If you are not hip to Portuguese saxophonist Rodrigo Amado
, where, as they say, have you been? He has garnered acclaim for many years now, with his own Motion Trio, Lisbon Improvised Players, The Wire Quartet, Luís Lopes
' Humanization 4tet, and in duos with Chris Corsano
and trios with Kent Kessler
and Paal Nilssen-Love
. If, though, you are new to Amado, This Is Our Language Quartet with Kessler, Corsano and the doyen of free jazz Joe McPhee
is the most advisable place to start. Let The Free Be Men
follows History of Nothing
(Trost, 2018), both recorded on a 2017 tour, and the self-titled studio recording This Is Our Language
(Not Two Records, 2015). What is unmistakable about these recordings is the egoless nature of the presentation. That fact is unsurprising given the line-up. Kessler's bass has anchored the bands of Ken Vandermark
, Mars Williams
, and Peter Brötzmann
, and Corsano can be heard with Nate Wooley
, Dave Rempis
, and Bill Orcutt. Plus, the perfect ally in any freely improvised ensemble might just be Joe McPhee. He just makes everything better.
On the opening track "Resist!," after Corsano and Kessler set the stage with a surge of energy, Amado's tenor saxophone and McPhee's pocket trumpet first, then soprano saxophone, enter into a dialogue. Not so much a back-and-forth, as a construction, each player adding a building block to the ever intensifying sound. The title track eases off the accelerator, highlighting Amado's ability to apply a delicate nuance with his horn, mixing a mostly quiet overblown (not an oxymoron) horn with an economy of notes. As the track heats up, all four musicians pour accelerants onto the fire.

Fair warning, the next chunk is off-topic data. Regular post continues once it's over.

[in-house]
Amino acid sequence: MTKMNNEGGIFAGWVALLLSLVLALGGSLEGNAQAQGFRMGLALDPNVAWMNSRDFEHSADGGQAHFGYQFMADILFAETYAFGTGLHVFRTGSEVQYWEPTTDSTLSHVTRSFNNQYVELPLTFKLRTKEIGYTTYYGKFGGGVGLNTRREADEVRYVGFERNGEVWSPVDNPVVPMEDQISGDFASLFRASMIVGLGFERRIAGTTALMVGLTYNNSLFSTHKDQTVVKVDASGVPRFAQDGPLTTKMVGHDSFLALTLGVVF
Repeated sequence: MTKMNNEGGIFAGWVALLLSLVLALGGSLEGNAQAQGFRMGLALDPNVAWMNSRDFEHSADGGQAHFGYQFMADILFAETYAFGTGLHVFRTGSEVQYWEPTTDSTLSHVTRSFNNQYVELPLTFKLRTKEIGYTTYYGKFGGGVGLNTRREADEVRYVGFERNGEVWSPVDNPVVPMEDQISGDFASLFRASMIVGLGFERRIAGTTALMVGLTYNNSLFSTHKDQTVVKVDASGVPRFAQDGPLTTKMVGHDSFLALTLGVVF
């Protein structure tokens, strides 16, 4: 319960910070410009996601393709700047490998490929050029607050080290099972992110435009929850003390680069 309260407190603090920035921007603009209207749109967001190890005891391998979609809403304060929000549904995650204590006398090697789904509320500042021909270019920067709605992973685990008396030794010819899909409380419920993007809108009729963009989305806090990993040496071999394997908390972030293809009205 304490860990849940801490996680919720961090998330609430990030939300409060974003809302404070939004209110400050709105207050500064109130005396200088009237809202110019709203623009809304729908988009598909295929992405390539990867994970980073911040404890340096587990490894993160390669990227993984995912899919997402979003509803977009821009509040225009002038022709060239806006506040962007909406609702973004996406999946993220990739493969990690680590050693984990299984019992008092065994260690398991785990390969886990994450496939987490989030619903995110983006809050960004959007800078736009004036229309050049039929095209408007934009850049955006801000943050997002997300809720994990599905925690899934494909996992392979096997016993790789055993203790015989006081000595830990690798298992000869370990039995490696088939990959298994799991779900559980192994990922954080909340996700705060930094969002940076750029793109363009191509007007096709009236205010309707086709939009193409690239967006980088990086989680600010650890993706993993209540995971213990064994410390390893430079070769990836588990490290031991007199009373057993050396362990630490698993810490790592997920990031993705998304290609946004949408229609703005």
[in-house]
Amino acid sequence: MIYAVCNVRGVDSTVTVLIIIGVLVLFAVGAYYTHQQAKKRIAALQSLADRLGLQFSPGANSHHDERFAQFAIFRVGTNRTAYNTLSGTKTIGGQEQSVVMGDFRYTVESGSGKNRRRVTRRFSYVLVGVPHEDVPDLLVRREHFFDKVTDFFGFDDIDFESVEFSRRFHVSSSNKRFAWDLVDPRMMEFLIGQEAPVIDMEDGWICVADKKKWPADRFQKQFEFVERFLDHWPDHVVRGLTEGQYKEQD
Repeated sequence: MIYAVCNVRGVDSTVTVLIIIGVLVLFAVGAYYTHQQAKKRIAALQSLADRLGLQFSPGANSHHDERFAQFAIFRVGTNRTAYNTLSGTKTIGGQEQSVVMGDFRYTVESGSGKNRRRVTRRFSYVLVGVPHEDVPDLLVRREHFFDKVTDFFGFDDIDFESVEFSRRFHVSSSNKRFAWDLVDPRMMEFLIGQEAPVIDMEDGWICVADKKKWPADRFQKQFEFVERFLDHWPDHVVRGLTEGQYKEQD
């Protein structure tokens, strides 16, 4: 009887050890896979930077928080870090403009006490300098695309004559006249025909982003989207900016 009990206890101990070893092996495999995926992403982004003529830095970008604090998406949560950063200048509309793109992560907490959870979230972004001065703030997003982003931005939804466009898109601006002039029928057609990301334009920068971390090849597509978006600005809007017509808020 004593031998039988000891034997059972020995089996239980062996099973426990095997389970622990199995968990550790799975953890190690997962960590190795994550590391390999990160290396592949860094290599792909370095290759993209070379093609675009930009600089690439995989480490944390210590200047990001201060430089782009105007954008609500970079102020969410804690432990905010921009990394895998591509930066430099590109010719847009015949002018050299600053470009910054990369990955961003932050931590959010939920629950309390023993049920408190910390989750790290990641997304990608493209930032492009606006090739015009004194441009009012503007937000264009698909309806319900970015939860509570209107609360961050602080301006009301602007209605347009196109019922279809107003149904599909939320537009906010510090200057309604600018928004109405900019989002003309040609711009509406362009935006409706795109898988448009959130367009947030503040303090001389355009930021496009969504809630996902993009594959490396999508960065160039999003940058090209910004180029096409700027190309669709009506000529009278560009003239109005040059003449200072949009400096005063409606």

"Men Is Woman Is Man" begins with the didgeridoo sound of McPhee's pvc pipe and the intermittent pizzicato pluck of Kessler's bass, before the track opens into a chattering bowed bass and McPhee switching to pocket trumpet. The four engage in a spiral of musical agitation, as if in a frenzied search for equilibrium. Finally, "Never Surrender" begins as a very cautious blues, with McPhee's pocket trumpet hunting for conspirators. Cue Amado's ignition and a breathtaking flight on tenor saxophone, with Corsano, and Kessler fueling the flames, only to invite McPhee back again, this time on soprano. Like a rollercoaster ride the G-forces present may pin you to your seat.
Resist!; Let The Free Be Men; Men Is Woman Is Man; Never Surrender.
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